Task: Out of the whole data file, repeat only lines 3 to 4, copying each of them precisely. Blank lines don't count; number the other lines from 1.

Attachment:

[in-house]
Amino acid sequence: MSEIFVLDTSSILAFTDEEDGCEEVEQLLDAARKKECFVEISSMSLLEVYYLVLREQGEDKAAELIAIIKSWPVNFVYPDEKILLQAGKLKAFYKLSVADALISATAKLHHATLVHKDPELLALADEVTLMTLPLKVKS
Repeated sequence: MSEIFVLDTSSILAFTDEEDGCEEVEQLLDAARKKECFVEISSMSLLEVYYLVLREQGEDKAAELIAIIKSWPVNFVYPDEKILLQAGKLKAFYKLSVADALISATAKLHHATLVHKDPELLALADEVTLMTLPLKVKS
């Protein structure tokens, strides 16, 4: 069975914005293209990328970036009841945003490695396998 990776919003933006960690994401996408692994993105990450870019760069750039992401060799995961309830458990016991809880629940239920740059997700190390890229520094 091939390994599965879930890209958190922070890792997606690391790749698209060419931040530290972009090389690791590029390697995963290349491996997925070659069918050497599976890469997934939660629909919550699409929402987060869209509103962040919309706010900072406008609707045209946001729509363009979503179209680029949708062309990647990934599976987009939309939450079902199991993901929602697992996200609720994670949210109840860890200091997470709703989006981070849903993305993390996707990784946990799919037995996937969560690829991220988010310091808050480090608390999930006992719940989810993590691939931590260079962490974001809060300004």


Repeated sequence: MSEIFVLDTSSILAFTDEEDGCEEVEQLLDAARKKECFVEISSMSLLEVYYLVLREQGEDKAAELIAIIKSWPVNFVYPDEKILLQAGKLKAFYKLSVADALISATAKLHHATLVHKDPELLALADEVTLMTLPLKVKS
């Protein structure tokens, strides 16, 4: 069975914005293209990328970036009841945003490695396998 990776919003933006960690994401996408692994993105990450870019760069750039992401060799995961309830458990016991809880629940239920740059997700190390890229520094 091939390994599965879930890209958190922070890792997606690391790749698209060419931040530290972009090389690791590029390697995963290349491996997925070659069918050497599976890469997934939660629909919550699409929402987060869209509103962040919309706010900072406008609707045209946001729509363009979503179209680029949708062309990647990934599976987009939309939450079902199991993901929602697992996200609720994670949210109840860890200091997470709703989006981070849903993305993390996707990784946990799919037995996937969560690829991220988010310091808050480090608390999930006992719940989810993590691939931590260079962490974001809060300004």